ICC needs to get its act together, says cricket boss

Former International Cricket Council (ICC) president Ehsan Mani said on Monday the governing body could lose credibility after the “disgraceful” treatment of outgoing chief executive Malcolm Speed.

Mani became the latest critic of the ICC board, which has come under fire after Speed was placed on paid leave on Friday until the end of his contract in July after falling out with president Ray Mali and other board members.

“I’m very disappointed with the way Malcolm has been treated,” Mani said.

“He has served the ICC with loyalty and a huge amount of distinction and I would have expected that if there were differences they could have been handled privately. The way the board has handled this has been disgraceful.

“If they do not pull their act together they will lose credibility.”

His comments came a day after Cricket Australia also expressed regret at the manner in which Speed’s tenure had ended.

“Having known Malcolm personally I know how he has taken the ICC to a much higher level [compared with when he joined],” said Mani.

“It’s a great shame he has left in this way—things seem to have got out of control. There will always be differences but they should be handled better.”

Productive relationship

Mani, a London-based Pakistani expatriate, was chairperson of the ICC’s finance and marketing committee before his term as president from 2003 to 2006.

He and Speed shared a productive relationship that built on the ICC’s image after times as recent as the early 1990s when it had little authority over the world game and no major income.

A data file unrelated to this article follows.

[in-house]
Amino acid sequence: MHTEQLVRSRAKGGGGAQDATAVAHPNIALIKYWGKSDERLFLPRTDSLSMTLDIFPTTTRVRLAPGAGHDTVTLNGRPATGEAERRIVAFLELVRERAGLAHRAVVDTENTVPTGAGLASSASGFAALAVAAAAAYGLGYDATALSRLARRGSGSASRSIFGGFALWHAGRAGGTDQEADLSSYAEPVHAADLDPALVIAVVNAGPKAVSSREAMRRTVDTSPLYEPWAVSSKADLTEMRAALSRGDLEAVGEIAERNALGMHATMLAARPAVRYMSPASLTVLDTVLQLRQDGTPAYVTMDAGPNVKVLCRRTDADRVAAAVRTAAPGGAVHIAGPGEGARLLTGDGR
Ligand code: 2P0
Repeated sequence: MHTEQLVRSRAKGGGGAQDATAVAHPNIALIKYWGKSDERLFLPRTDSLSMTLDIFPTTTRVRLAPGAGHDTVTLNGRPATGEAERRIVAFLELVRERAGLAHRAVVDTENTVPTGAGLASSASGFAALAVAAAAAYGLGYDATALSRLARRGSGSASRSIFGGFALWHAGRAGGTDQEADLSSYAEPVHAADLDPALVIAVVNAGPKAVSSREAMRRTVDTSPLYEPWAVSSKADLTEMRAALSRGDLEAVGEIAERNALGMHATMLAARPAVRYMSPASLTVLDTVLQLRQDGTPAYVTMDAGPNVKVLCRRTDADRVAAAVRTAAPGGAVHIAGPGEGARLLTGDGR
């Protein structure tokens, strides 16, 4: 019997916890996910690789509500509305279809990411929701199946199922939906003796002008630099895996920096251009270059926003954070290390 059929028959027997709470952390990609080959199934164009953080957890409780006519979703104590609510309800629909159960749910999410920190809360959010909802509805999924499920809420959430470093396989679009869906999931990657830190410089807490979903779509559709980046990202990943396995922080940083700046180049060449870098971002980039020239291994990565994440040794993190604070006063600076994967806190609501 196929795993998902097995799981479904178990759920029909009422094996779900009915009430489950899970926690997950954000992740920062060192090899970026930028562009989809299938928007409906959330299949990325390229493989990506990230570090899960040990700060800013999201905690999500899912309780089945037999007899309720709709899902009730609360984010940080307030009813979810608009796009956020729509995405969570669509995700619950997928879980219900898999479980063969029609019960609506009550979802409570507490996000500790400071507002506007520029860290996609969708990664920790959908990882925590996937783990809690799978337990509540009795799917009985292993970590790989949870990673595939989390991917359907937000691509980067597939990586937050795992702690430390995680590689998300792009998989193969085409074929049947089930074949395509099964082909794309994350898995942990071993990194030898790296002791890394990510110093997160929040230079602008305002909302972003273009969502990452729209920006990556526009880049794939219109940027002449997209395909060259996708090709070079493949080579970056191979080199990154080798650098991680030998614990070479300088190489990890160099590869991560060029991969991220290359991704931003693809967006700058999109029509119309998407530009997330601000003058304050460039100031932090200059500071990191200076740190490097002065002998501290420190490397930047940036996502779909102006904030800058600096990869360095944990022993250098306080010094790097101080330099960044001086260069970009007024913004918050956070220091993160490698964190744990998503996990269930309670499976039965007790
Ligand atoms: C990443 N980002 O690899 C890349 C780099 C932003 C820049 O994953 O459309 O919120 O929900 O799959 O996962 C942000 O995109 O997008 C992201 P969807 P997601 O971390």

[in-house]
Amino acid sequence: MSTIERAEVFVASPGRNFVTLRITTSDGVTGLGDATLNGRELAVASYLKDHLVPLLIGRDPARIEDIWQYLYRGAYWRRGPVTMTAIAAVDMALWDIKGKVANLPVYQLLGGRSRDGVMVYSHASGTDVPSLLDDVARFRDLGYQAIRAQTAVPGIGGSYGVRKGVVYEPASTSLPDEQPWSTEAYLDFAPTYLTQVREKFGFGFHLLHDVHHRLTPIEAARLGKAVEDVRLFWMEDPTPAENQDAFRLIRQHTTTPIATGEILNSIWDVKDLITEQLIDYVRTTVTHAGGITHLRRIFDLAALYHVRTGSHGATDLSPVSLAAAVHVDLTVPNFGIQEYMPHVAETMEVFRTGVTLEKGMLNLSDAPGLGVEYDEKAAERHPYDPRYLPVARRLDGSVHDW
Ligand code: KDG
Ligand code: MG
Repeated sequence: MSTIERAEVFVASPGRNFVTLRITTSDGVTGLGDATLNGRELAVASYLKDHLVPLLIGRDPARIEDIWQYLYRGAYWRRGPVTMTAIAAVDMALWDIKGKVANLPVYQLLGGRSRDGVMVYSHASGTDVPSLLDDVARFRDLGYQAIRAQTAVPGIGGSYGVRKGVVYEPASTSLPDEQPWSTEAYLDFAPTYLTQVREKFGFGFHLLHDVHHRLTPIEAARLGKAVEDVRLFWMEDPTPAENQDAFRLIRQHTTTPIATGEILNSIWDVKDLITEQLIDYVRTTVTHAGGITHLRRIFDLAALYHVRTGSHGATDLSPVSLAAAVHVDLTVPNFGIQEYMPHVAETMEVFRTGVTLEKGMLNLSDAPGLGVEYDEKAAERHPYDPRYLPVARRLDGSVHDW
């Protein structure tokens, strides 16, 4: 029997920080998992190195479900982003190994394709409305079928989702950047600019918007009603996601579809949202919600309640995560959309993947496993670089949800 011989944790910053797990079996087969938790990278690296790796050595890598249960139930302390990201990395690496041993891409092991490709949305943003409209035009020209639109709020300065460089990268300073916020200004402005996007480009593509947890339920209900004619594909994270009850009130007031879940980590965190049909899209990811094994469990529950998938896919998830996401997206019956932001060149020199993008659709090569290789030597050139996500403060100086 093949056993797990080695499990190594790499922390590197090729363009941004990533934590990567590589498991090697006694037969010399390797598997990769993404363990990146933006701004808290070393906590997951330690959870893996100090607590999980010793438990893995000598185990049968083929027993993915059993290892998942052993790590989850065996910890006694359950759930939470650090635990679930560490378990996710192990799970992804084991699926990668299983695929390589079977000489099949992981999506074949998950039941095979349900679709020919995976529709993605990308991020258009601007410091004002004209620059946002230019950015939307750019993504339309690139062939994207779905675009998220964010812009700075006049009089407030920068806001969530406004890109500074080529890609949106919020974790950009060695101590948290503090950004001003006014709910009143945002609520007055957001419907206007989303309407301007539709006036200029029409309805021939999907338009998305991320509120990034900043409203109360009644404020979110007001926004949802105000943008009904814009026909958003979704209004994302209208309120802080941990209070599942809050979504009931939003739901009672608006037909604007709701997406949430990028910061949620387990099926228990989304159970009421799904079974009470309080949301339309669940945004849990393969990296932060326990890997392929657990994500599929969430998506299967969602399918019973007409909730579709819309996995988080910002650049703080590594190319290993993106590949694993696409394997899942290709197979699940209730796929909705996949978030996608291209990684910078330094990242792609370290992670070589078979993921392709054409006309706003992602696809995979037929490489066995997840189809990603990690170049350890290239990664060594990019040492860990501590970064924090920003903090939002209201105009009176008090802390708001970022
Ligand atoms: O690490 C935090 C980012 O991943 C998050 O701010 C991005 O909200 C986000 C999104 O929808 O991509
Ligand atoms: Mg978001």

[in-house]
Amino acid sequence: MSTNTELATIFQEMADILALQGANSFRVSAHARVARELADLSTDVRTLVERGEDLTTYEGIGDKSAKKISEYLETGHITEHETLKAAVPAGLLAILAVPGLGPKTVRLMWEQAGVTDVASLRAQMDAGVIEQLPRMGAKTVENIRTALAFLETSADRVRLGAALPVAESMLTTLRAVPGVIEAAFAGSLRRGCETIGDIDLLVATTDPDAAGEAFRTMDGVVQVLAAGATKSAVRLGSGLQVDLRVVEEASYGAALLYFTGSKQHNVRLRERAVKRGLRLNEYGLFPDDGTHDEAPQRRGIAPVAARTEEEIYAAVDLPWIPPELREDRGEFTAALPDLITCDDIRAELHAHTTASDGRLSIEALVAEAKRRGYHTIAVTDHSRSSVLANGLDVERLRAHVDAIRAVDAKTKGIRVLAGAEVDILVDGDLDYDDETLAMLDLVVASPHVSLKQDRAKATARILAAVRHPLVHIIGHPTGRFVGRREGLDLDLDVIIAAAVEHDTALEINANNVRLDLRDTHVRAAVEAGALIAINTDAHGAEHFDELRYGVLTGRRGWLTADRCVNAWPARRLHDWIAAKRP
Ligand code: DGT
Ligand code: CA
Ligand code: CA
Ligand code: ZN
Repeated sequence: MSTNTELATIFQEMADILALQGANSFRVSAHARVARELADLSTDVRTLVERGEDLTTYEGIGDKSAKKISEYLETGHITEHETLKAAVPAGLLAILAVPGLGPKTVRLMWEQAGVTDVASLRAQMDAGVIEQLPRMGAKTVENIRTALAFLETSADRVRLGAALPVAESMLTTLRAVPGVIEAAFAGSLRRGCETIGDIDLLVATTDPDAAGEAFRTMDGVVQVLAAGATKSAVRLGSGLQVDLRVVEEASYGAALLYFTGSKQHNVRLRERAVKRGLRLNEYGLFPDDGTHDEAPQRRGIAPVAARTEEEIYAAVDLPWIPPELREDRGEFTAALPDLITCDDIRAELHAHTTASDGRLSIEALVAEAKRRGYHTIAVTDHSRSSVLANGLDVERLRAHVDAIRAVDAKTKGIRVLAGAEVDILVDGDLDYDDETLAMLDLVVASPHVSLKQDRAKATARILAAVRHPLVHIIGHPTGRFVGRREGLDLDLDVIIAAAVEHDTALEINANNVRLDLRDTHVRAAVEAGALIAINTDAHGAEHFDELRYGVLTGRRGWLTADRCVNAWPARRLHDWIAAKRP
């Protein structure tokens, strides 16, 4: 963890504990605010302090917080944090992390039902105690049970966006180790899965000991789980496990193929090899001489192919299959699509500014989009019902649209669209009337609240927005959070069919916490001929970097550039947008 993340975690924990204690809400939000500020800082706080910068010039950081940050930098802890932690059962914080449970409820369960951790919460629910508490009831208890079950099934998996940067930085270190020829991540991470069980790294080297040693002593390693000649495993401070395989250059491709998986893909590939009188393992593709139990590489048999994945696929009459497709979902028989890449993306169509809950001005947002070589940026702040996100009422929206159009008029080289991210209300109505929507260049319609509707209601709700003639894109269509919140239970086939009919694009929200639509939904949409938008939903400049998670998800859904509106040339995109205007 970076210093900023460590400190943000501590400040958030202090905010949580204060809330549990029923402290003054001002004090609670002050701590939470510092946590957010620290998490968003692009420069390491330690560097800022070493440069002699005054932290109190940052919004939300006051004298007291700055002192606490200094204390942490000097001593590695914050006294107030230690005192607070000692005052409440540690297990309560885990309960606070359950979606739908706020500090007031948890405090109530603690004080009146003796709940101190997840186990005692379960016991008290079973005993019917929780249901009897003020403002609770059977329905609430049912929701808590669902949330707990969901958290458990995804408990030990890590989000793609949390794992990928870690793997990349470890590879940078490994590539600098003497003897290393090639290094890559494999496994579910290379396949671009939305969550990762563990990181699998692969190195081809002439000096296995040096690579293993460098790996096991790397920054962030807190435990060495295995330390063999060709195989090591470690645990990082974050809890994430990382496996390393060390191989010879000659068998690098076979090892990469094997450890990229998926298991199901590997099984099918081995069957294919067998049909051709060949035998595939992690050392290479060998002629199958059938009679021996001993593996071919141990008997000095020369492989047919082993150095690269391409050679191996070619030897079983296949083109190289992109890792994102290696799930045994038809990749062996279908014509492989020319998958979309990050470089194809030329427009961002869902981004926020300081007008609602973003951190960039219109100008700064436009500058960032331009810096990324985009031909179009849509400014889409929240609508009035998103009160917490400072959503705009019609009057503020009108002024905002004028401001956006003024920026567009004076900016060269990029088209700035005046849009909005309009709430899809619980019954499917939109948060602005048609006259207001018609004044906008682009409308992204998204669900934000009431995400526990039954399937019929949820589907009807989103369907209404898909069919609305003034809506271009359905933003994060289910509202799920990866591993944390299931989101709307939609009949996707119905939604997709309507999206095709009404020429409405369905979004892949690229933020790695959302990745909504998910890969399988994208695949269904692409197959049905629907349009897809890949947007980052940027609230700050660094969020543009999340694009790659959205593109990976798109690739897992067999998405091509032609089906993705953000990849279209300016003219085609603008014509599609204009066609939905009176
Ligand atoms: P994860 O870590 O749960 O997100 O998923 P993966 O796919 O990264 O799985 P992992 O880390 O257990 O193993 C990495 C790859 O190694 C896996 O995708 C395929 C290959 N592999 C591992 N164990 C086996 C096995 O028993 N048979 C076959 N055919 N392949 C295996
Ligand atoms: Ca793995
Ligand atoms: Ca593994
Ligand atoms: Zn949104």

Recent problems have centred around the ICC’s handling of an audit into Zimbabwe Cricket’s finances, which found serious financial irregularities in the Zimbabwe board accounts.

The ICC did not call for any sanctions, with the audit deciding there had been no evidence of criminality and no individuals had gained financially.

The ICC board’s decision not to go public with the findings upset Speed and that, among other issues, ultimately led to his early departure.

“The ICC must always be transparent,” said Mani.
“Ideally the ... report should have been made public. Nothing ever stays private.”

Mani, who said Speed had been let down by the ICC executive board, agreed with president-elect David Morgan’s comment at the weekend that Speed’s case was one of a number of issues that had damaged the ICC’s image.

“But I am hopeful that with David Morgan taking over [in July] the ICC will come through this,” Mani said.

South African Haroon Lorgat, appointed as Speed’s successor on April 4, starts in July.—Reuters

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